I have not been writing. For a couple of years. But I have been writing for a few weeks. I suddenly had some ideas crystallize for a project I have been avoiding. And, of course, because I now actually have Something To Write, I am not writing. Instead, today, I have decided it’s time to clean my refrigerator. I am talking the kind of clean you do when you are willing to start peeling, slicing and cooking raw vegetables again. Using some of the 20 bottles of sticky-topped sauces, juices, oils, and condiments to make eating the vegetables easier. I am deep cleaning my Brita pitcher, so desperate am I for Something To Do That Is Not Writing.
If you’re a writer, you understand that the levels of cleaning are their own purgatory. Today, it’s not enough to do the standard clean out where I look for a cucumber I can put my finger through or a half-slimy bag of spinach. It’s not even the next level, where I find a yellowed hunk of cream cheese shot through with a cerulean marble that has fallen, unnoticed, into the void at some point in the last year. Or where I finally acknowledge the door stuffed with tiny jars and bottles, from bouillon to pepperoncini to homemade salad dressing from 3 years ago. Nothing is safe today, least of all the tub of Crisco with the corroding bottom. Searching the depths of my memory, I can’t remember when I last used it. Through the opaque lid, I see that, whenever I did use it last, it appears that I simply dug it out with my fingers. I decide against opening the lid and check the bottom. 2017.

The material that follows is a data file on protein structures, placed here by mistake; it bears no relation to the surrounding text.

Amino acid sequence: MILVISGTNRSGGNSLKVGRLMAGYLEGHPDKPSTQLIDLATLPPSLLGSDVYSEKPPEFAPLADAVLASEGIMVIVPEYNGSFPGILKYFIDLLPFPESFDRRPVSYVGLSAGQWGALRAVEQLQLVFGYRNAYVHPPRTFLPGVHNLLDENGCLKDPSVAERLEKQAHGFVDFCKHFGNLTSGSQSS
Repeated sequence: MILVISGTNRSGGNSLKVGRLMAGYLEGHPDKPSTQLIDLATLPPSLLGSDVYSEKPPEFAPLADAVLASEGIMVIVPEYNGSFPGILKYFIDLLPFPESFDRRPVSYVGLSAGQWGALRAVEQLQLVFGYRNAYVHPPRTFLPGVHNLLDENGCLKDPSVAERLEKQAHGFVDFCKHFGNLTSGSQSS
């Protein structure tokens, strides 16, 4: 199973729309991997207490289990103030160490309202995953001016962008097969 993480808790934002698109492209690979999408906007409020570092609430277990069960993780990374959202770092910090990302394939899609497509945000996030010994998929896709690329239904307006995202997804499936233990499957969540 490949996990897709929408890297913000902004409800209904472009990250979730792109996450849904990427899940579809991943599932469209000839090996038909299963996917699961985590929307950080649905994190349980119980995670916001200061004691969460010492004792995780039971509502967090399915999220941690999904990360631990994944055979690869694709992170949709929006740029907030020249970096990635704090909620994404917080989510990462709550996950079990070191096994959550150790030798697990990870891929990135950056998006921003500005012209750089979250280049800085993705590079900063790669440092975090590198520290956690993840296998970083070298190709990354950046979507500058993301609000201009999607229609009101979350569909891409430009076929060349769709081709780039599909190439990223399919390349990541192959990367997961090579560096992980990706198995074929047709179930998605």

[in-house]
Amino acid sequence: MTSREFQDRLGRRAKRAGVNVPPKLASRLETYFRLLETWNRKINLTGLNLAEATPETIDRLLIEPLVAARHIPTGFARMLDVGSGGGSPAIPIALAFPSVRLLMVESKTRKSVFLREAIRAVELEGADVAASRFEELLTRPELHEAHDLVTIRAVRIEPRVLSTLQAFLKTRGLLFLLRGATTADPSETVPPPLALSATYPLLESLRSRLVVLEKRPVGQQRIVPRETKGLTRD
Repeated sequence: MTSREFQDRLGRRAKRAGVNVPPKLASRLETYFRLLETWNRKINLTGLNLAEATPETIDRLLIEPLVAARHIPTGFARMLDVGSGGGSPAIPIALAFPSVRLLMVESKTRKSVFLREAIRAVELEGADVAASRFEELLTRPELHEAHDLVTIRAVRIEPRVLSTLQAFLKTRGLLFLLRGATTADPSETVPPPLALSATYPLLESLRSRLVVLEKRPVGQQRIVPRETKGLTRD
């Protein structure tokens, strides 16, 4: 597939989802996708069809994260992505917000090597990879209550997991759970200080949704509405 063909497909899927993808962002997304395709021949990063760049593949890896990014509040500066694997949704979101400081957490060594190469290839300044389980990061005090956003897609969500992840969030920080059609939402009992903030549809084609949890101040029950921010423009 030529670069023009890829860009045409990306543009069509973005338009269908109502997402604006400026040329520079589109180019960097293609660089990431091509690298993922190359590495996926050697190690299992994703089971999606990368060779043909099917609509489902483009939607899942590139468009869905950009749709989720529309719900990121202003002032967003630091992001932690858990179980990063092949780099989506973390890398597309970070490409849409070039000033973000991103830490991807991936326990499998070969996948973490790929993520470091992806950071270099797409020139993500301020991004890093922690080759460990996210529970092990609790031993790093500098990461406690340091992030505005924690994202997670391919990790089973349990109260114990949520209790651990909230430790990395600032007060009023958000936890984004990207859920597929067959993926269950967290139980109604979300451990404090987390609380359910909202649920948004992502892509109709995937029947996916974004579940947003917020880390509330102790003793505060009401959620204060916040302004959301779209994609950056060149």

Six years ago.
It’s all that, and more. It’s soaking the jars for recycling. Scrubbing the shelves and door until there is no dirt, no catch under my fingers as I run the microfiber cloth across the surface after rubbing over the weird amalgamation of red splatter marks, dust, and the sticky unknown.
On the top shelf, a thin sticky spot the shape and color of an amber aviator lens with a bullet hole toward the outer edge.
An upside-down L seemingly finger painted by an elf in ketchup on the back wall of the refrigerator. It’s not ketchup, though. It’s too orange. Spilled duck sauce, maybe.
I often wonder how the inside of a refrigerator can get so filthy when the door is closed most of the time.
I know the answer, of course.
It’s us, and the movement of new things in. It’s the careless spill of the too-full storage container. The milk jug that we accidentally set down on a pile of coffee grounds that had been spilled on the counter.
It’s us, and out constantly sloughing top layer of cells.
It’s us, and a crumb, a splash, a drip we caused. We probably didn’t even notice.
It’s us, and our dirty hands.